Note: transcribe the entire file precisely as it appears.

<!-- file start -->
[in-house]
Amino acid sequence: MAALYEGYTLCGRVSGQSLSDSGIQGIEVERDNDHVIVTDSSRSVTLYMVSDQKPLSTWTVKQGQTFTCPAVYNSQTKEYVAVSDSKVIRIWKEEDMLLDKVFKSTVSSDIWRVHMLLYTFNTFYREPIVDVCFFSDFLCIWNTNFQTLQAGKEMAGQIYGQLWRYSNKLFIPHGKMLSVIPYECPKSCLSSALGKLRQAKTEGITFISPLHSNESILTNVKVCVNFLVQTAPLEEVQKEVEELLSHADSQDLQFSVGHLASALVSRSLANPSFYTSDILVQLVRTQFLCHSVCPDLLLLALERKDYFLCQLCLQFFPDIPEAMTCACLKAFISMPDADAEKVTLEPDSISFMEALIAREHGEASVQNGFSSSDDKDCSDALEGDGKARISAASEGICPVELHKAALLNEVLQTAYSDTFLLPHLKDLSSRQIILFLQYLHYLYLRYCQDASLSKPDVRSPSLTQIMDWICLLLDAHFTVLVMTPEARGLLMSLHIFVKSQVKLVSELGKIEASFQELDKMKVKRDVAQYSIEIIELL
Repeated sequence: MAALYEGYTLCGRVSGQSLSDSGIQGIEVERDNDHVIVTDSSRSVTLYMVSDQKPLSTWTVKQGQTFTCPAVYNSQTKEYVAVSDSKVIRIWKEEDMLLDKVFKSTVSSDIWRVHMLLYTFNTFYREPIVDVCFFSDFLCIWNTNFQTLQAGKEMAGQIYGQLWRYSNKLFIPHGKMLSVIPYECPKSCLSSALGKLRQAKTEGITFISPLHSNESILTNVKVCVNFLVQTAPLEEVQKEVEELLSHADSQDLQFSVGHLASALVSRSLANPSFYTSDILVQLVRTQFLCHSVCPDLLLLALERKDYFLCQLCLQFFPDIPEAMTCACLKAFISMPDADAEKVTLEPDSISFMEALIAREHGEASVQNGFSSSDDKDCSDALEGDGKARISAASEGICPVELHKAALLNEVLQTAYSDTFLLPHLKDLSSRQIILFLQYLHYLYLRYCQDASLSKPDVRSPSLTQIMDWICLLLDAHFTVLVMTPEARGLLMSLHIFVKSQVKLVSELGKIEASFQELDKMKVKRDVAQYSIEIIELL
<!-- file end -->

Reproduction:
[in-house]
Amino acid sequence: MAALYEGYTLCGRVSGQSLSDSGIQGIEVERDNDHVIVTDSSRSVTLYMVSDQKPLSTWTVKQGQTFTCPAVYNSQTKEYVAVSDSKVIRIWKEEDMLLDKVFKSTVSSDIWRVHMLLYTFNTFYREPIVDVCFFSDFLCIWNTNFQTLQAGKEMAGQIYGQLWRYSNKLFIPHGKMLSVIPYECPKSCLSSALGKLRQAKTEGITFISPLHSNESILTNVKVCVNFLVQTAPLEEVQKEVEELLSHADSQDLQFSVGHLASALVSRSLANPSFYTSDILVQLVRTQFLCHSVCPDLLLLALERKDYFLCQLCLQFFPDIPEAMTCACLKAFISMPDADAEKVTLEPDSISFMEALIAREHGEASVQNGFSSSDDKDCSDALEGDGKARISAASEGICPVELHKAALLNEVLQTAYSDTFLLPHLKDLSSRQIILFLQYLHYLYLRYCQDASLSKPDVRSPSLTQIMDWICLLLDAHFTVLVMTPEARGLLMSLHIFVKSQVKLVSELGKIEASFQELDKMKVKRDVAQYSIEIIELL
Repeated sequence: MAALYEGYTLCGRVSGQSLSDSGIQGIEVERDNDHVIVTDSSRSVTLYMVSDQKPLSTWTVKQGQTFTCPAVYNSQTKEYVAVSDSKVIRIWKEEDMLLDKVFKSTVSSDIWRVHMLLYTFNTFYREPIVDVCFFSDFLCIWNTNFQTLQAGKEMAGQIYGQLWRYSNKLFIPHGKMLSVIPYECPKSCLSSALGKLRQAKTEGITFISPLHSNESILTNVKVCVNFLVQTAPLEEVQKEVEELLSHADSQDLQFSVGHLASALVSRSLANPSFYTSDILVQLVRTQFLCHSVCPDLLLLALERKDYFLCQLCLQFFPDIPEAMTCACLKAFISMPDADAEKVTLEPDSISFMEALIAREHGEASVQNGFSSSDDKDCSDALEGDGKARISAASEGICPVELHKAALLNEVLQTAYSDTFLLPHLKDLSSRQIILFLQYLHYLYLRYCQDASLSKPDVRSPSLTQIMDWICLLLDAHFTVLVMTPEARGLLMSLHIFVKSQVKLVSELGKIEASFQELDKMKVKRDVAQYSIEIIELL